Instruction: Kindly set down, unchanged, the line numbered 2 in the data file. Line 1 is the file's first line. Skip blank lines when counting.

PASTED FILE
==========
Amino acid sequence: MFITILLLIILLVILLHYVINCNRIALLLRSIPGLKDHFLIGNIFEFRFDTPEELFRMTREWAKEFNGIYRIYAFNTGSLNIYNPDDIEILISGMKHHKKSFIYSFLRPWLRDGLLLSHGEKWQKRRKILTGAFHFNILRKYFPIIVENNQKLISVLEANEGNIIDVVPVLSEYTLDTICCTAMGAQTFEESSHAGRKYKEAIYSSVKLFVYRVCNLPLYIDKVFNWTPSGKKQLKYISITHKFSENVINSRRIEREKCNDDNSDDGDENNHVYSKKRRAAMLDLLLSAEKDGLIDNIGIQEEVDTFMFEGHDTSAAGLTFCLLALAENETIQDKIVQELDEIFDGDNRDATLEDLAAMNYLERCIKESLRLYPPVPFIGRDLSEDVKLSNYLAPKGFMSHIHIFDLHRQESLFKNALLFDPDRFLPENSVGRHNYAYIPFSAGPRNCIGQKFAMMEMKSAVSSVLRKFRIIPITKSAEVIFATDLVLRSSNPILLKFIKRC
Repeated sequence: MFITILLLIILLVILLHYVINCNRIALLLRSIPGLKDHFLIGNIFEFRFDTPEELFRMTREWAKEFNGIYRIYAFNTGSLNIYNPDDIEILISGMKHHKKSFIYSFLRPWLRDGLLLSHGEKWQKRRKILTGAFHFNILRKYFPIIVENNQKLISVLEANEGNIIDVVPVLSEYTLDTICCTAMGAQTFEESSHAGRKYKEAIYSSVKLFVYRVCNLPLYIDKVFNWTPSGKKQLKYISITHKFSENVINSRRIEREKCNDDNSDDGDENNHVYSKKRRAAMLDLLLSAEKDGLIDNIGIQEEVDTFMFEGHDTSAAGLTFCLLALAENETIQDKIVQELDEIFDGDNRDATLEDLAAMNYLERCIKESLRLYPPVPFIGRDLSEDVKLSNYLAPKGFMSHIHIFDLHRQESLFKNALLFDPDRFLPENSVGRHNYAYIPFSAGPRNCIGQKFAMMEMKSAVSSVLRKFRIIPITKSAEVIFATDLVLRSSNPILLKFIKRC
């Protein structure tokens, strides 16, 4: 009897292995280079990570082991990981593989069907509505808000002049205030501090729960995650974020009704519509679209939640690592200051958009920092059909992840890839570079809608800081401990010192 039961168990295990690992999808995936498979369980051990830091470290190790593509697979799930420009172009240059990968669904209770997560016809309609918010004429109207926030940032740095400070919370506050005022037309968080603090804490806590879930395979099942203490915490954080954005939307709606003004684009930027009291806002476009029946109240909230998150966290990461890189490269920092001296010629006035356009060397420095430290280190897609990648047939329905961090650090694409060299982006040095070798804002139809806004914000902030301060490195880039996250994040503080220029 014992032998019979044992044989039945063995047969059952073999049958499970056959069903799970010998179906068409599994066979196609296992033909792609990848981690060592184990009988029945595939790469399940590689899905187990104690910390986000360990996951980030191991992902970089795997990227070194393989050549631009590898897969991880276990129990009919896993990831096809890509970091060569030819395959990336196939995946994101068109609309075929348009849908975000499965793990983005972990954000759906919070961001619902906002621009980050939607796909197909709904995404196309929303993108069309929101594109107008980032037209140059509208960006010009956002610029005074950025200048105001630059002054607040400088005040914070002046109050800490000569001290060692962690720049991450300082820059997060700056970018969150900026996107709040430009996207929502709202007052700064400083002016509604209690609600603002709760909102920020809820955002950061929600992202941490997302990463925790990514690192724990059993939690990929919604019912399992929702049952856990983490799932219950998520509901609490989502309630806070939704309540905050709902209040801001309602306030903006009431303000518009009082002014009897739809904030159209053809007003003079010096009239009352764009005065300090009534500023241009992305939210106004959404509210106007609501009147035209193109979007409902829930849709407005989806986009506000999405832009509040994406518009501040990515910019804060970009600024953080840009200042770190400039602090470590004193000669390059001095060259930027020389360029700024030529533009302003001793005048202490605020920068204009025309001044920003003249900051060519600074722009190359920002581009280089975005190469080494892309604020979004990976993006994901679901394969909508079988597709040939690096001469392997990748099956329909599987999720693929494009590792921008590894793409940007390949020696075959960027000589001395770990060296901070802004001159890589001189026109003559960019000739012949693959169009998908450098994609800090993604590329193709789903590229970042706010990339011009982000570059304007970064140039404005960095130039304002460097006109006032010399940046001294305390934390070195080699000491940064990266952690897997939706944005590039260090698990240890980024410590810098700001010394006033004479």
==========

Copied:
Repeated sequence: MFITILLLIILLVILLHYVINCNRIALLLRSIPGLKDHFLIGNIFEFRFDTPEELFRMTREWAKEFNGIYRIYAFNTGSLNIYNPDDIEILISGMKHHKKSFIYSFLRPWLRDGLLLSHGEKWQKRRKILTGAFHFNILRKYFPIIVENNQKLISVLEANEGNIIDVVPVLSEYTLDTICCTAMGAQTFEESSHAGRKYKEAIYSSVKLFVYRVCNLPLYIDKVFNWTPSGKKQLKYISITHKFSENVINSRRIEREKCNDDNSDDGDENNHVYSKKRRAAMLDLLLSAEKDGLIDNIGIQEEVDTFMFEGHDTSAAGLTFCLLALAENETIQDKIVQELDEIFDGDNRDATLEDLAAMNYLERCIKESLRLYPPVPFIGRDLSEDVKLSNYLAPKGFMSHIHIFDLHRQESLFKNALLFDPDRFLPENSVGRHNYAYIPFSAGPRNCIGQKFAMMEMKSAVSSVLRKFRIIPITKSAEVIFATDLVLRSSNPILLKFIKRC